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by staff of FREE LAO ALLIANCE (Aug. 2000)
     Year after year, the World Bank, the Asian Development Bank, the IMF, and the UN admonish the world that Lao is still one of the poorest countries.This bleak picture is not worth the paper on which it is printed. What should peak the world’s interest are those communist leaders in Lao who painted this sad picture for the world to see and feel pity for Lao. The communist leaders in Vientiane eliminated all beggars from the streets, but it kept for itself the most coveted skills of begging. When the street beggar presents himself in rag to the passerby, he hopes to appeal to the latter’s pity. This appeal to human emotion is most basic and fundamental in the running of government in Lao. The communist leaders had all the skills and tactics of the street beggars. They know how to ask, when to ask and who to ask. After thirty years of starving in the jungle and 25 years of begging around the world, the communist leadership in Lao takes the art of panhandling to another level; it went global. Lao is poor; its people are impoverished, but the princes of poverty in Lao are not at all living hands to mouth. The multimillion dollars houses, luxury cars, owning night clubs and enjoying all amenities of modern comfort are only some of the perks for leading one of the world’s poorest nations.
     We could not help but swallow our pride to hear that our beloved country is berated for failing to succeed. Each time the facts and figures on Lao government's annual budget is published, we still see that the national budget, the cost of running out country, still depends on foreign assistance.  We hear from many corners, in the academia and government offices, that donors are fatigue.  Those who used to help Lao are now tired of seeing endless problems waiting to be resolved by foreign money and expertise.  Those who helped finance our infrastructure are sick of seeing endless parade of corrupt officials.  Be it communist or noncommunist, be it pre- or post-1975, the faces changed but the conduct is the same; the tone of the rhetoric may change but the motive is the same. This model of governance by the communist leadership in Lao is too simple. It may not explain the historical significance of the communist revolution in Lao. Such reluctance to embrace the proposed model is understandable for it breaks tradition with the mainstream perception of Lao.  After all, the communist leadership in Lao came to power as a result of a thirty-year long revolutionary struggle. Is it really?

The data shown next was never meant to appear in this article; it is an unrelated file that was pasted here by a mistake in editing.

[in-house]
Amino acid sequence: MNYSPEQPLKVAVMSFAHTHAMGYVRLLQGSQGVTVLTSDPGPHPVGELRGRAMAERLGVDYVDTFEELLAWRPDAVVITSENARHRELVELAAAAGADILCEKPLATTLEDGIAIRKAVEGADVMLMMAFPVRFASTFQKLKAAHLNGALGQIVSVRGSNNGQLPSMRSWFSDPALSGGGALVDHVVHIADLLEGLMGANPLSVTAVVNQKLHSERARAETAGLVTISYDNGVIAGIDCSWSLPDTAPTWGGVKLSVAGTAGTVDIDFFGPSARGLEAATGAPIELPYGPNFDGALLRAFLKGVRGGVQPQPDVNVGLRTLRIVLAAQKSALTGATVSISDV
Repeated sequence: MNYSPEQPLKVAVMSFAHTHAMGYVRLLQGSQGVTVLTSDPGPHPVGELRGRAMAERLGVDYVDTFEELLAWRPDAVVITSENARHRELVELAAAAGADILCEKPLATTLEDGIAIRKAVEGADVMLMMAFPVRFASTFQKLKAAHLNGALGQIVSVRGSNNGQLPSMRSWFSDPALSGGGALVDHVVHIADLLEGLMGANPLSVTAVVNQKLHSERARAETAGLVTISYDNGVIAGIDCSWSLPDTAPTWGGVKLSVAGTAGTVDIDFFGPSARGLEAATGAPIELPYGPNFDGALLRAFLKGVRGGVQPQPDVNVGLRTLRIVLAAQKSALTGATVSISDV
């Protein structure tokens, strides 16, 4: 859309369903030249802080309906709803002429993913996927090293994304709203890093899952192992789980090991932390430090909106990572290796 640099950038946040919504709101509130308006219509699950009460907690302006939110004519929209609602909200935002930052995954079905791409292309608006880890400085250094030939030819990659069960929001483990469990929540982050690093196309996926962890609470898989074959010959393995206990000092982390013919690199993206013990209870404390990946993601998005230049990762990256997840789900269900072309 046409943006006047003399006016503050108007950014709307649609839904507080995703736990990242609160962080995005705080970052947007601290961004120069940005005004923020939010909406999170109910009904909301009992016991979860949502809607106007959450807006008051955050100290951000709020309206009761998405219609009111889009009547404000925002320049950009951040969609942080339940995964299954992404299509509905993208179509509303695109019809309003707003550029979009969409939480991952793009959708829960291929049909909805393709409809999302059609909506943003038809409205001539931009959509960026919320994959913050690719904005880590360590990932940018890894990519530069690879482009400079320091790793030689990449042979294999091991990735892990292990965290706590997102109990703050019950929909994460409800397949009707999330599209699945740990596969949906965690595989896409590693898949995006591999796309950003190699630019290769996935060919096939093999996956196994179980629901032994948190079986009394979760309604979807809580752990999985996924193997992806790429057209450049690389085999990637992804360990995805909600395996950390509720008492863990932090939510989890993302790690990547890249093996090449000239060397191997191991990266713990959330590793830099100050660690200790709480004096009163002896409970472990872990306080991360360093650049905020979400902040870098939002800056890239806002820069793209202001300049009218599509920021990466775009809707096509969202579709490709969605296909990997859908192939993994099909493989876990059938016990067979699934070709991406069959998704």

To govern our poor Lao means, above all else, to live in paradise blessed with unfettered discretion in siphoning foreign aids, NGO assistance, private donation, bilateral aids, multilateral assistance, and interest free loans. The names are endless. To those who have genuine concerns for the well being of the people and the general health of the nation understand that the more foreign aids flows into Lao, the richer the power holders become. The more loans extended to Lao, the more bleak the prospect of economic independence Lao has.  Those in power see the bounty as their rewards for the thirty-years long fight against the old regime.  "We farm, because we want to eat," so goes the old saying in Lao.  The governing of Lao is nothing more than gorging the loot of war.  Harvesting the fruit of the revolution for the current regime in Lao means nothing more than cropping the nation's resources.